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Re: Aggressive route flap dampening
From: Tony Li <tli () jnx com>
Date: 07 Jul 1997 22:57:37 -0700

smd () clock org (Sean M. Doran) writes:

The "N" should be reduced (or the time period lengthened) and the 
cost of increasing that ratio should increase with the length of
the prefix, in order to encourage topologically sound aggregation
either through traditional means or through NAT and NAT-like boxes
such as the one described and implemented by Paul Vixie.

Here's where we part company.  Varying the 'charge', either monetary or in
flap penalty creates an incorrect incentive: folks are incented to use a
shorter prefix.  Note that this is distinct from aggregation in that they
may simply use a shorter prefix and not actually use more address space,
thus hurting netwide utilization.  

The 'correct' incentive is a charge for flapping and a charge for
announcement.  Both have real costs, directly traceable to processor and
memory costs.  

It fixed two problems simultaneously: firstly, there is lots of flap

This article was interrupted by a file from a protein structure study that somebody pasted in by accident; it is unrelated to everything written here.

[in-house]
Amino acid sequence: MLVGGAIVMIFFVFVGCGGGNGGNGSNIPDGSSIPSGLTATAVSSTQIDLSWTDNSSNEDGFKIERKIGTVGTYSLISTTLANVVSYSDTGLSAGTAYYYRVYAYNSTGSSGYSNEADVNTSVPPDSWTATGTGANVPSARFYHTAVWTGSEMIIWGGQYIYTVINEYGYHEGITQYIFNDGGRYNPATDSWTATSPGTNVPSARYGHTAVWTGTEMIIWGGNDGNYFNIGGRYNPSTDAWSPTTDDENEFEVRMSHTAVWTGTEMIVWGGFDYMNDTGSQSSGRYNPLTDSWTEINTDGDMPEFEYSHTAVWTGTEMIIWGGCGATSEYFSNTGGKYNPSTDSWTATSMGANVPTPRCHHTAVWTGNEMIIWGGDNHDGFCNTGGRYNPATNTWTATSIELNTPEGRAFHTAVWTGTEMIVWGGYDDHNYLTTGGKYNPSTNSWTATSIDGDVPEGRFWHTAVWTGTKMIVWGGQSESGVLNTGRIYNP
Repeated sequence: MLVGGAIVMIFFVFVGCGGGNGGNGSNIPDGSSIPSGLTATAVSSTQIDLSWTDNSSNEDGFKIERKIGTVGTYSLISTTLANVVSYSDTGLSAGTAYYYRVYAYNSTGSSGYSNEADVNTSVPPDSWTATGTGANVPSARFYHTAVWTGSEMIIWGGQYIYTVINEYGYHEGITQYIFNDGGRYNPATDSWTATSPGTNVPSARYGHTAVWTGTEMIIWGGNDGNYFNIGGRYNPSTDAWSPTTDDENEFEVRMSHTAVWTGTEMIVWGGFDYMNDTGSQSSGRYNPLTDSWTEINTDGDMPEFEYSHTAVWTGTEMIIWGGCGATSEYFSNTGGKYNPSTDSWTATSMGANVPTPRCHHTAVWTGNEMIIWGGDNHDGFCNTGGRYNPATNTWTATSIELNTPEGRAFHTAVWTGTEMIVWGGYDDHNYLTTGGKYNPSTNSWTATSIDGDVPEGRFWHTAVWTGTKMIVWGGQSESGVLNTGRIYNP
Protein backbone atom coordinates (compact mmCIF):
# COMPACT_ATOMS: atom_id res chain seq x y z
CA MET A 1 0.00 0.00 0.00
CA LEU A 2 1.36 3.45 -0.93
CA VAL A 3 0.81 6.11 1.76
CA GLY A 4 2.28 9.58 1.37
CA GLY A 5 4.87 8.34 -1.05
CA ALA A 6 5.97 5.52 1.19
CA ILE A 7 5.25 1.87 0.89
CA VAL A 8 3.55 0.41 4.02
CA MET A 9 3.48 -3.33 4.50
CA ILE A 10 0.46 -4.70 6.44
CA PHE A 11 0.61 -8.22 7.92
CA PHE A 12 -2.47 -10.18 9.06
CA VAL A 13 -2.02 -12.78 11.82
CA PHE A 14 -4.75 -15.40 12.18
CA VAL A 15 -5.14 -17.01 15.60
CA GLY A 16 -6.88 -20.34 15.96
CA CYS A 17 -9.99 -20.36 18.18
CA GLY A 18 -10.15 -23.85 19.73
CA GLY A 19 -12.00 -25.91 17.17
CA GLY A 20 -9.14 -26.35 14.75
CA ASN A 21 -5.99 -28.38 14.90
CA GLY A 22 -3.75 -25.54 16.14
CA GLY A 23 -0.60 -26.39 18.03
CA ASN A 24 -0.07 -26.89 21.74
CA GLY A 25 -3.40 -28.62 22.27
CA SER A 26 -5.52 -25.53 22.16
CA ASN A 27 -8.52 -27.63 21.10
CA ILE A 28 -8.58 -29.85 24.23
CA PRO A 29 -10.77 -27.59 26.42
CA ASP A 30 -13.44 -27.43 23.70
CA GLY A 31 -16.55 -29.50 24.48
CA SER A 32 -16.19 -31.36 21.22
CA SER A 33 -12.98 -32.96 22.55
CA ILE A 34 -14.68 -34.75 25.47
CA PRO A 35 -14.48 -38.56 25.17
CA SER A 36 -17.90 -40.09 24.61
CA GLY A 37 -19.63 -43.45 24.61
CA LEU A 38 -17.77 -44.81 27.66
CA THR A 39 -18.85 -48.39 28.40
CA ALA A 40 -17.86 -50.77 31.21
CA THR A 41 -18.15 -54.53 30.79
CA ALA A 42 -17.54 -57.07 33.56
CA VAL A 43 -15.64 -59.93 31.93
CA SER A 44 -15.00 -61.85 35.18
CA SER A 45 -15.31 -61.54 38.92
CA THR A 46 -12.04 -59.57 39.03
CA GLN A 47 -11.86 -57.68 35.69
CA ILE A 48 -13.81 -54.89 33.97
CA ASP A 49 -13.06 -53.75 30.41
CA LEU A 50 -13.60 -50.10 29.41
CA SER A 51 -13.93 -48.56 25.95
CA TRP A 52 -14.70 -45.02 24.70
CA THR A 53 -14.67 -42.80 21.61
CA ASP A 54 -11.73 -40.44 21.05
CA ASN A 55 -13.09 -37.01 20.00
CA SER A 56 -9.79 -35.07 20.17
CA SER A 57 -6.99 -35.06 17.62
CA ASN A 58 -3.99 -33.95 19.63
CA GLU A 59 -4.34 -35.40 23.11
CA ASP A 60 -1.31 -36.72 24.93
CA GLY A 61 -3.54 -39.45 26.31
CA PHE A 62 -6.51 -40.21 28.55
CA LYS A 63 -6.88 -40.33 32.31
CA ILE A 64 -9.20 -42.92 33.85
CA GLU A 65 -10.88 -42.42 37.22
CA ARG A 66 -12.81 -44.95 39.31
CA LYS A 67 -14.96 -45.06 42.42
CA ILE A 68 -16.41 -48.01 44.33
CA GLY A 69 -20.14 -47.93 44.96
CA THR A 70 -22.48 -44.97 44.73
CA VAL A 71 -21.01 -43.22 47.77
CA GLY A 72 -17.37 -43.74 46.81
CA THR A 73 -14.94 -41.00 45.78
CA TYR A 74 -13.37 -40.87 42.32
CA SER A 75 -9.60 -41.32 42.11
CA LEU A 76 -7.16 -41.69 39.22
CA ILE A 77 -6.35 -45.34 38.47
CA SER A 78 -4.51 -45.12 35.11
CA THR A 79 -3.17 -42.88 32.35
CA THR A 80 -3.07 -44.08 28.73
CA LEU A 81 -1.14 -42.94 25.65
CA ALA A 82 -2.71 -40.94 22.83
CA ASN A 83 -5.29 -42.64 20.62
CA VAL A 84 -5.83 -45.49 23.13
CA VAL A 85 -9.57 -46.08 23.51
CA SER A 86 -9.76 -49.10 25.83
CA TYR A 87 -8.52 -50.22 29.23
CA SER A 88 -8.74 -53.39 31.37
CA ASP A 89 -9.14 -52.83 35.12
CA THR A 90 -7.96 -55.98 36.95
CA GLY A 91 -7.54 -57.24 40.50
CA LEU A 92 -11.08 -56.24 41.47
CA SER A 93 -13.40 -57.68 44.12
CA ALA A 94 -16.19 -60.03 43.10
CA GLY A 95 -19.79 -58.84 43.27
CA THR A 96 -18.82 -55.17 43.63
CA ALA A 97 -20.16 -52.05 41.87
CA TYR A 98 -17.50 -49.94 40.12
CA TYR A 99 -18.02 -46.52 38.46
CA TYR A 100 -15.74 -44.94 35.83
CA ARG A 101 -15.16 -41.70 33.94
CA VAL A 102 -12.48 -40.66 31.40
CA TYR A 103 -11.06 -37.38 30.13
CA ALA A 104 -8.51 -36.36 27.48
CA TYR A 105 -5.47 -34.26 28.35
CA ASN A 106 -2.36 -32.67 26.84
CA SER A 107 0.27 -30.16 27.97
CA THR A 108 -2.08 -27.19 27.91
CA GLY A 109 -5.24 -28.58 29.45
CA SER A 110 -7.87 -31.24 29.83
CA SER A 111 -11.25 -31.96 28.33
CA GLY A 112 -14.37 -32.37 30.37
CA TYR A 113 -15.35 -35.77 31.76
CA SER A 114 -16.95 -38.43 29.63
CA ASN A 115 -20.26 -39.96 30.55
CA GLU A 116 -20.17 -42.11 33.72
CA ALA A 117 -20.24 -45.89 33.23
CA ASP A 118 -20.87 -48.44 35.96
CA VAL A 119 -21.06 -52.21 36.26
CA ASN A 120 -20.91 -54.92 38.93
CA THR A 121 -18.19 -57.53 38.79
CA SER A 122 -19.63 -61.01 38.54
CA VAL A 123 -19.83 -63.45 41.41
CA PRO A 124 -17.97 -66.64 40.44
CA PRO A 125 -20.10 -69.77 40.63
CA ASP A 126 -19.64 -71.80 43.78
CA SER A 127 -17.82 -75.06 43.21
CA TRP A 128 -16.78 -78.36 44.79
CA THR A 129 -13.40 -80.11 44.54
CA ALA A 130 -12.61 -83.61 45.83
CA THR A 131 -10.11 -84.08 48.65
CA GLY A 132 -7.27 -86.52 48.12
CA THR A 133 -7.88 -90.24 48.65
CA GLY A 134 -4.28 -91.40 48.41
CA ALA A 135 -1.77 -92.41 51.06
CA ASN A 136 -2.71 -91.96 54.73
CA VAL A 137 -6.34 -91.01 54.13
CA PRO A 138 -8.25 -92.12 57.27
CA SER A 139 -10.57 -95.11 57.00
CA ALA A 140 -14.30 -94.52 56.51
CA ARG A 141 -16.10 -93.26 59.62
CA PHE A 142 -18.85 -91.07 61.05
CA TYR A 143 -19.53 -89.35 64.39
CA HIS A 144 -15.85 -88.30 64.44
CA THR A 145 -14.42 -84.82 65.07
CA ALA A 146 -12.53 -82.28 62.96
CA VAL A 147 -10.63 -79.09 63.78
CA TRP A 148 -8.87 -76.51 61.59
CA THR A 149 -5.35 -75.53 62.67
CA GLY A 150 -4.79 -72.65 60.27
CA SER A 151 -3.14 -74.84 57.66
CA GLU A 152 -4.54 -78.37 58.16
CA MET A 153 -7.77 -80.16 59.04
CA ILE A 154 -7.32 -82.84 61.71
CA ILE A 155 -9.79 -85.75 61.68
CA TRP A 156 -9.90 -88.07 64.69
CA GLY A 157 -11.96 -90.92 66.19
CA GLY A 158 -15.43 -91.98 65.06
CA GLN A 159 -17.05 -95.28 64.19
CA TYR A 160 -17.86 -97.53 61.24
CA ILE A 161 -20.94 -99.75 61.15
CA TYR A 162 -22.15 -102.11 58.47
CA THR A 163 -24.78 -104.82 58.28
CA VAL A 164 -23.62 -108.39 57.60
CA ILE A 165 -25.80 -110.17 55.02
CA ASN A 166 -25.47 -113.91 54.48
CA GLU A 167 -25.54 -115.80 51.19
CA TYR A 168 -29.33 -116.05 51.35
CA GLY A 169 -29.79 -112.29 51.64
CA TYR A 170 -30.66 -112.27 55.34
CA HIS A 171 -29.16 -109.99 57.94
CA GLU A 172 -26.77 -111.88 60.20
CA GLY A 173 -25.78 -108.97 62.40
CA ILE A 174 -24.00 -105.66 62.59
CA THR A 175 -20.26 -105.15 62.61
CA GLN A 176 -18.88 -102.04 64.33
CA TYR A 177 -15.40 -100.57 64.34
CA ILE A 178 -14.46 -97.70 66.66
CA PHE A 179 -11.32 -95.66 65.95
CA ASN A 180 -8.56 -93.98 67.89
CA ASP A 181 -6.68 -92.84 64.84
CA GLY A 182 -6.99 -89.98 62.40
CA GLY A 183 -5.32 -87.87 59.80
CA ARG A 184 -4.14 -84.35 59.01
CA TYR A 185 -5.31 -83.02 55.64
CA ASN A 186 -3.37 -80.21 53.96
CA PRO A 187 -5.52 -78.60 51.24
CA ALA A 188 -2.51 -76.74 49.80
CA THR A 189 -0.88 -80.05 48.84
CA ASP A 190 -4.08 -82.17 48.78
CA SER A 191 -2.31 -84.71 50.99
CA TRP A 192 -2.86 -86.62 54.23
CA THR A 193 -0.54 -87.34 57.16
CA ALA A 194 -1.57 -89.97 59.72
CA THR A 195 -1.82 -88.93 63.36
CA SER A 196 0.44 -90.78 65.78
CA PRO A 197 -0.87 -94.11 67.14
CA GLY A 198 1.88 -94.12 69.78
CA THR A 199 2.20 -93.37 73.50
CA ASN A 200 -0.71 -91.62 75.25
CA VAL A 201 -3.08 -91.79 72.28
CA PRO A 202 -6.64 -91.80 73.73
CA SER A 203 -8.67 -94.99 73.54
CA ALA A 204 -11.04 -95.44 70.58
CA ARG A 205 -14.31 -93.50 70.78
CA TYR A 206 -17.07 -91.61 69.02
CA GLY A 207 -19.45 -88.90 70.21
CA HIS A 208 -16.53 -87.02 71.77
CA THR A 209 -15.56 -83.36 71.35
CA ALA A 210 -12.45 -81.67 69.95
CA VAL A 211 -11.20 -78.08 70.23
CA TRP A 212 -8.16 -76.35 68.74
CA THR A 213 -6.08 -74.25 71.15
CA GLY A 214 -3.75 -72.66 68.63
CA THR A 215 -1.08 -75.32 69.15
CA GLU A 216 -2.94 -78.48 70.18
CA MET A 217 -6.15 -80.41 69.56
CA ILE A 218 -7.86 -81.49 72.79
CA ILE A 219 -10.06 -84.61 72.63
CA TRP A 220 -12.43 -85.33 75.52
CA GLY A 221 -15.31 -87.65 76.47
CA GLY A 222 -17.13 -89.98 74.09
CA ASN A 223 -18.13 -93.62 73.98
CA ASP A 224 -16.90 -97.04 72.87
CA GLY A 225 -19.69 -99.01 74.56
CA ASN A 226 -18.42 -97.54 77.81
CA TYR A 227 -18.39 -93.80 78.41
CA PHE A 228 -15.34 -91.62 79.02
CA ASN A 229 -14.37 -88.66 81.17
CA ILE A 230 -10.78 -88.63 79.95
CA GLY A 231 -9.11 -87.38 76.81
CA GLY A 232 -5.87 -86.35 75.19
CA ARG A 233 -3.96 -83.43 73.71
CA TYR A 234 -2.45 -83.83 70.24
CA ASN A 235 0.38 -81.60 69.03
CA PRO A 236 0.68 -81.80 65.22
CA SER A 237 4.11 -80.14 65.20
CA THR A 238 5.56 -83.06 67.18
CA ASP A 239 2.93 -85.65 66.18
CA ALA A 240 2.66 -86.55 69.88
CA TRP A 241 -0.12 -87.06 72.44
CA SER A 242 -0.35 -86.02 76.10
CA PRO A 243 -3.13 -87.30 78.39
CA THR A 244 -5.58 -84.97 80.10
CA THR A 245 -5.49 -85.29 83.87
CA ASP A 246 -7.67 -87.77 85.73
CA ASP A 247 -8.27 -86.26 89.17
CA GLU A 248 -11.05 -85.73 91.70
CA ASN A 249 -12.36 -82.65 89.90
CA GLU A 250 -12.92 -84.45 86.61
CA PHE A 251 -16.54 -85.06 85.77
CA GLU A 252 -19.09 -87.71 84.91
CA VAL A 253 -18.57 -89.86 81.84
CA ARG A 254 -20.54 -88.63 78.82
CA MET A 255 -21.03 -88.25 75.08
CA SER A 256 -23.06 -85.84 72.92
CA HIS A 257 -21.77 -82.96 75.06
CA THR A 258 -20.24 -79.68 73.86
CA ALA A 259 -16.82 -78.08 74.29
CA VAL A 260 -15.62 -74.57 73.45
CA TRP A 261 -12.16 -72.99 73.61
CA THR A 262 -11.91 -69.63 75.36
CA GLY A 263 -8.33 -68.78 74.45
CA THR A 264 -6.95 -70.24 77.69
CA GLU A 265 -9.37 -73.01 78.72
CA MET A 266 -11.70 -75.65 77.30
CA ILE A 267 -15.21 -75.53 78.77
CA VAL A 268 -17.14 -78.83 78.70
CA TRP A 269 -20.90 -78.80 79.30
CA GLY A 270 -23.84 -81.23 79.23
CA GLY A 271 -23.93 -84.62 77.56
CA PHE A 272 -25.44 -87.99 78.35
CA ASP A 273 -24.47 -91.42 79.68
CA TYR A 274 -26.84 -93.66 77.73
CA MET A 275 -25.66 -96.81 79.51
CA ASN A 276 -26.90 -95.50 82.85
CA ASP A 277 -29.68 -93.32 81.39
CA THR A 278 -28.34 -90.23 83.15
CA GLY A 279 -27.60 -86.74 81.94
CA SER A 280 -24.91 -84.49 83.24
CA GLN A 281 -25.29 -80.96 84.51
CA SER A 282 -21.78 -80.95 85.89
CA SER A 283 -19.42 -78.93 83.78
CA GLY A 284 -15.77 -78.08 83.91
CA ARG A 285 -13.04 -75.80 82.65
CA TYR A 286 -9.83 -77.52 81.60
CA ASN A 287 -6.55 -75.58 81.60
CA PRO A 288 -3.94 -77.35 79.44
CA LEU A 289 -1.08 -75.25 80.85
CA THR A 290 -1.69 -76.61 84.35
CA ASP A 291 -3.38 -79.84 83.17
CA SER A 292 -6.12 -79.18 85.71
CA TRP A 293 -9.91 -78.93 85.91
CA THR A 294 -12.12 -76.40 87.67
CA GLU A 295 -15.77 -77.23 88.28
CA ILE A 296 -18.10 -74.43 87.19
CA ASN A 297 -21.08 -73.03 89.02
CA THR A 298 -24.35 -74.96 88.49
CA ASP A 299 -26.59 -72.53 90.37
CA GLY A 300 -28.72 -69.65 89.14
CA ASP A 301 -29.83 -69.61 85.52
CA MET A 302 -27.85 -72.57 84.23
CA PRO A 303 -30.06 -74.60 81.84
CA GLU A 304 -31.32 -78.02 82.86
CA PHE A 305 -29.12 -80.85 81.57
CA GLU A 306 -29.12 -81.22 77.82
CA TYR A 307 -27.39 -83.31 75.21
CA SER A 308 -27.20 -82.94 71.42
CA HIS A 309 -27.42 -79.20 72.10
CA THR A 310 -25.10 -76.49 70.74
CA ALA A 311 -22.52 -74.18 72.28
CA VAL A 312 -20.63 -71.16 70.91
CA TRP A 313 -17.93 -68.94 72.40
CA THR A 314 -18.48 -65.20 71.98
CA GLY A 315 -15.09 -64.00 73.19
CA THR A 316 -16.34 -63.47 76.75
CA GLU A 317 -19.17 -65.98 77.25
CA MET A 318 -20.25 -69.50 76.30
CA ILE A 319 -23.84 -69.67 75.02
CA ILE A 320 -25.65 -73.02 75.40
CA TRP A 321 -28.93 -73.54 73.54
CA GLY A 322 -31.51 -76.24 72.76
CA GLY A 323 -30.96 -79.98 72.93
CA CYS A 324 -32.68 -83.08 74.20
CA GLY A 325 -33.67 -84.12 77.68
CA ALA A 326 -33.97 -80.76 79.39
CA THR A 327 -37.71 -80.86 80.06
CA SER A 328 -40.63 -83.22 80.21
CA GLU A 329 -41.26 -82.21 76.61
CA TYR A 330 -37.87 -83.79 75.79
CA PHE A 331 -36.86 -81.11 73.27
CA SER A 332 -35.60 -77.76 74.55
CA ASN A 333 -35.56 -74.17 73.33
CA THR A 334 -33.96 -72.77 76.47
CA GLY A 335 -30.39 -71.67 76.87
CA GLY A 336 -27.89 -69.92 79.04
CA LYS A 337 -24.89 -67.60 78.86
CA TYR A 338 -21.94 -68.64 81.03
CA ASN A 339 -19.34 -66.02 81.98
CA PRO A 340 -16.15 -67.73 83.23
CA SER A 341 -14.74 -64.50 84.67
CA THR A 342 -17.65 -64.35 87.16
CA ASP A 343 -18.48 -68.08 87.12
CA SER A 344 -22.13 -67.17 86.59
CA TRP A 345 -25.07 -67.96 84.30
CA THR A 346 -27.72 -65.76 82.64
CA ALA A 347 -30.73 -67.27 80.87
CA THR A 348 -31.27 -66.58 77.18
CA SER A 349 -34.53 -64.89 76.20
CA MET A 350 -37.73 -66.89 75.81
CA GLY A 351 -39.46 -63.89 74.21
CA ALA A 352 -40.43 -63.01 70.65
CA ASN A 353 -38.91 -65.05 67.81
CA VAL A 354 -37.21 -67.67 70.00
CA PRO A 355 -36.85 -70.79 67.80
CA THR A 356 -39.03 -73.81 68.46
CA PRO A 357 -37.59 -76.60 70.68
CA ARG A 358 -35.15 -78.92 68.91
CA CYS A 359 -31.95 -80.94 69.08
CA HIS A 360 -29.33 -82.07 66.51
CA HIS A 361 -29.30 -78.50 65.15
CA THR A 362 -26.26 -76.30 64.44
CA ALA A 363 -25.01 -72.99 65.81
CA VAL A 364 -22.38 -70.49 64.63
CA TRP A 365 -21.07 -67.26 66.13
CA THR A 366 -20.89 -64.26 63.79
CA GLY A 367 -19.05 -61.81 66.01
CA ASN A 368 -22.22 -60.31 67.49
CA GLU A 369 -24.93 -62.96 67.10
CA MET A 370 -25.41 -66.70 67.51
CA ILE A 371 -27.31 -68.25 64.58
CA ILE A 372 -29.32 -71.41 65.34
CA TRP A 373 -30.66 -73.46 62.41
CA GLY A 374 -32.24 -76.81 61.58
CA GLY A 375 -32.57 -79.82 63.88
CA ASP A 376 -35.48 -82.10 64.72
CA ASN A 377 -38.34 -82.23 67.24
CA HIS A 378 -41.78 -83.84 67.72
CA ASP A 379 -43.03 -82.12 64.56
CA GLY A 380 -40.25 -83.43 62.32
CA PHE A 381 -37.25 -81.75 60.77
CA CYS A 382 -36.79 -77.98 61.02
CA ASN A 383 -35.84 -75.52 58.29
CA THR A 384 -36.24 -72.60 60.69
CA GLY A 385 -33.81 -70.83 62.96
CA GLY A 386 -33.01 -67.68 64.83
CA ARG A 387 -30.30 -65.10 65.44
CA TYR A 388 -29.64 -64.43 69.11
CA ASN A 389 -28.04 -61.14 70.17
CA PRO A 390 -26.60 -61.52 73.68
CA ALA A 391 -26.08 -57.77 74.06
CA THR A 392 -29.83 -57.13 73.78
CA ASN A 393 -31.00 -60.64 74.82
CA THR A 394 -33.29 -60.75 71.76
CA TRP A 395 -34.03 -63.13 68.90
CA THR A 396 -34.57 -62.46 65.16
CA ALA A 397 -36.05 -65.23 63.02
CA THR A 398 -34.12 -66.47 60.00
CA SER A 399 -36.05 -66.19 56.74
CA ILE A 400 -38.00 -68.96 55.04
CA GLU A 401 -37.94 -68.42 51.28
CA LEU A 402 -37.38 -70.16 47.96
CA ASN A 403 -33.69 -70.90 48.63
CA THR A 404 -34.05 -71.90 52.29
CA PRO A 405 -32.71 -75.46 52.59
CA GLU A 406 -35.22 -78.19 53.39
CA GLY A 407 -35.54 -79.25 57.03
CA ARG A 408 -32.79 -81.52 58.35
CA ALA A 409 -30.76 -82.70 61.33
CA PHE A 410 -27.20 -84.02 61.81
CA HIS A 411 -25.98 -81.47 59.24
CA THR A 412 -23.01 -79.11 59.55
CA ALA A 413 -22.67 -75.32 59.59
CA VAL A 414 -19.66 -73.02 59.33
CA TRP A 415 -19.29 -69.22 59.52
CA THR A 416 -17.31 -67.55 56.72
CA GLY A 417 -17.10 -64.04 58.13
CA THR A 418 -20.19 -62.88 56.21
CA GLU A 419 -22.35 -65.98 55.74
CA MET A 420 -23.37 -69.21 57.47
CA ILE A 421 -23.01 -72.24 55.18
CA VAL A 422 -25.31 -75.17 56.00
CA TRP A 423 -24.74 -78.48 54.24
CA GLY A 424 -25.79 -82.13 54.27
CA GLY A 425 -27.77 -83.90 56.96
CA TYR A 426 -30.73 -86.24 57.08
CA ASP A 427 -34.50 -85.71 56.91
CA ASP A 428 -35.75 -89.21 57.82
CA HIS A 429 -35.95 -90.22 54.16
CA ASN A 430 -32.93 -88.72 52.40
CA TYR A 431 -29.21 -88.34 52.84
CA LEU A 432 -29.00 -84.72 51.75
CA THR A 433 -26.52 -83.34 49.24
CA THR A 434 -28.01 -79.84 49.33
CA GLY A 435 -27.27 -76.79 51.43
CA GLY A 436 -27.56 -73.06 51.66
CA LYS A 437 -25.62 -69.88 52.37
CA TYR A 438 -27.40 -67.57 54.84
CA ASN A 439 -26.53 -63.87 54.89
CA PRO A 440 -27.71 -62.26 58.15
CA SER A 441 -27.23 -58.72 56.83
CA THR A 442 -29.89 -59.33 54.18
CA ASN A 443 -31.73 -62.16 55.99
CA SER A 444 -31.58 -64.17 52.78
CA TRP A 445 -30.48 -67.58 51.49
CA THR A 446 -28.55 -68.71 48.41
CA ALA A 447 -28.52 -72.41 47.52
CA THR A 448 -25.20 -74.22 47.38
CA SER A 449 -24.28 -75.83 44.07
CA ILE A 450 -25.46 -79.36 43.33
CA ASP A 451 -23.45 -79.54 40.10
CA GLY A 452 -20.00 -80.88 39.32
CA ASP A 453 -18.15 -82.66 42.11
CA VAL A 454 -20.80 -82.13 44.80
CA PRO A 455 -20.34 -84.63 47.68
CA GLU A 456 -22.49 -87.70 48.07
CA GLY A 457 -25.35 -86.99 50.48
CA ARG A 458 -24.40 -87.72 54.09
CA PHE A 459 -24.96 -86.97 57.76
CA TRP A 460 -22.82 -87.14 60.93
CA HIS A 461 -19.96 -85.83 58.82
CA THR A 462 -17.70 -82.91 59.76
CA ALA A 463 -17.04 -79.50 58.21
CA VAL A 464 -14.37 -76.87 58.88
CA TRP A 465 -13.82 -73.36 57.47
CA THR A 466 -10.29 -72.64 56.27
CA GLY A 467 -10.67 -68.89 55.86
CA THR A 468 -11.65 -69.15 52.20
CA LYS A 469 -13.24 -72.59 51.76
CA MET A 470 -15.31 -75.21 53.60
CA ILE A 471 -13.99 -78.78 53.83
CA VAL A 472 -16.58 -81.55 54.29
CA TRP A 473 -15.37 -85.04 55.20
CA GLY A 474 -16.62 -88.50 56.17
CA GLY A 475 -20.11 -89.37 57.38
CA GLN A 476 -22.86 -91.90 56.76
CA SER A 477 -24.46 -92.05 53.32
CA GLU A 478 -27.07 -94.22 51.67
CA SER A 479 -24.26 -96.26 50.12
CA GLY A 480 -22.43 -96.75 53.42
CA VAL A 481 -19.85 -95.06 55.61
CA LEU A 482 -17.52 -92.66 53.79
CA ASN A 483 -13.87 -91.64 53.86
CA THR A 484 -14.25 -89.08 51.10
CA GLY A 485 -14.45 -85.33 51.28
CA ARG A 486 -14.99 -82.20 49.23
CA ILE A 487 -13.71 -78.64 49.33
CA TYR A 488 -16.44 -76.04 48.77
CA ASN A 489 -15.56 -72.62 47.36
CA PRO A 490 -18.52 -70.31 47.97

and flap is most irritating when relatively unimportant (and statistically
small is likely to be less important than large) NLRI is responsible for
a disproportionally large amount of it.  Secondly, there are lots of
networks which really ought to be aggregated.  When a single up/down or
up/down/up flap makes the network unusable for an hour or two, people
generally become motivated either to be very very stable or to aggregate
even adjacent aggregatable /24s in order to suffer fewer disconnectivities.

Note that both of these are 'fixed' without a length restriction: the per
prefix charge incents folks to aggregate.  The per flap charge incents them
to stability.  Direct cause and effect, without harmful side effects.  ;-)


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